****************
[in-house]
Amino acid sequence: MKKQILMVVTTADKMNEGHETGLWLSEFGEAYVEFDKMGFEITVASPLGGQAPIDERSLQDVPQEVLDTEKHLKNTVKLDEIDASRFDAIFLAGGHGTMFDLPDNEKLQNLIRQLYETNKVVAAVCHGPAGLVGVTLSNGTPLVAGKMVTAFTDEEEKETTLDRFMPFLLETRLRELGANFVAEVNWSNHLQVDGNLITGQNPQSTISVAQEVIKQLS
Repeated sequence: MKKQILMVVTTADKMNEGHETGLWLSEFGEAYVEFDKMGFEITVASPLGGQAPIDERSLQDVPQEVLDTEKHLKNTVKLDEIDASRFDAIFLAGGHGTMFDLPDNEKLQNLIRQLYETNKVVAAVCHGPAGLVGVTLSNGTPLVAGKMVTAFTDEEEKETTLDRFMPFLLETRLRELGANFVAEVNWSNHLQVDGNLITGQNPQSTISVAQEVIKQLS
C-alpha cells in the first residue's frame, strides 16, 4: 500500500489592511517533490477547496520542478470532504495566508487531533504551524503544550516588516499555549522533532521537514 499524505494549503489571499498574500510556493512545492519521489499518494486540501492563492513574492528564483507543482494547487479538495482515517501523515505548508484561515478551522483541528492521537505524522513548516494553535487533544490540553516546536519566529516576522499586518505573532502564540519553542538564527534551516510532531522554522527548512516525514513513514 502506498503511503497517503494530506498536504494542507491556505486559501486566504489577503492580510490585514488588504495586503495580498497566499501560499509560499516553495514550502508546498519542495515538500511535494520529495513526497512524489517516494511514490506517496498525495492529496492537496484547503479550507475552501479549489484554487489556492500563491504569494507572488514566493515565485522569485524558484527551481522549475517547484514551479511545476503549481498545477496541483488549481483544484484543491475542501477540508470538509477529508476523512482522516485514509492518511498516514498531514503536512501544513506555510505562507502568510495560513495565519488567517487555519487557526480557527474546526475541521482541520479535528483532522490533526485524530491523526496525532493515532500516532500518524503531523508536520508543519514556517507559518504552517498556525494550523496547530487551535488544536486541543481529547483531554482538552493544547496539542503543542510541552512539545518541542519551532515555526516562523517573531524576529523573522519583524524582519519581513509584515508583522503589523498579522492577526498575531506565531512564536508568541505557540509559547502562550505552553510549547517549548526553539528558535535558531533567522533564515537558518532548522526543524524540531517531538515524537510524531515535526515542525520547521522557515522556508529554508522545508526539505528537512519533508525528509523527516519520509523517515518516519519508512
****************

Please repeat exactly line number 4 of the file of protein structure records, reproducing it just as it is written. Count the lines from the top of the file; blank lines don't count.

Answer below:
C-alpha cells in the first residue's frame, strides 16, 4: 500500500489592511517533490477547496520542478470532504495566508487531533504551524503544550516588516499555549522533532521537514 499524505494549503489571499498574500510556493512545492519521489499518494486540501492563492513574492528564483507543482494547487479538495482515517501523515505548508484561515478551522483541528492521537505524522513548516494553535487533544490540553516546536519566529516576522499586518505573532502564540519553542538564527534551516510532531522554522527548512516525514513513514 502506498503511503497517503494530506498536504494542507491556505486559501486566504489577503492580510490585514488588504495586503495580498497566499501560499509560499516553495514550502508546498519542495515538500511535494520529495513526497512524489517516494511514490506517496498525495492529496492537496484547503479550507475552501479549489484554487489556492500563491504569494507572488514566493515565485522569485524558484527551481522549475517547484514551479511545476503549481498545477496541483488549481483544484484543491475542501477540508470538509477529508476523512482522516485514509492518511498516514498531514503536512501544513506555510505562507502568510495560513495565519488567517487555519487557526480557527474546526475541521482541520479535528483532522490533526485524530491523526496525532493515532500516532500518524503531523508536520508543519514556517507559518504552517498556525494550523496547530487551535488544536486541543481529547483531554482538552493544547496539542503543542510541552512539545518541542519551532515555526516562523517573531524576529523573522519583524524582519519581513509584515508583522503589523498579522492577526498575531506565531512564536508568541505557540509559547502562550505552553510549547517549548526553539528558535535558531533567522533564515537558518532548522526543524524540531517531538515524537510524531515535526515542525520547521522557515522556508529554508522545508526539505528537512519533508525528509523527516519520509523517515518516519519508512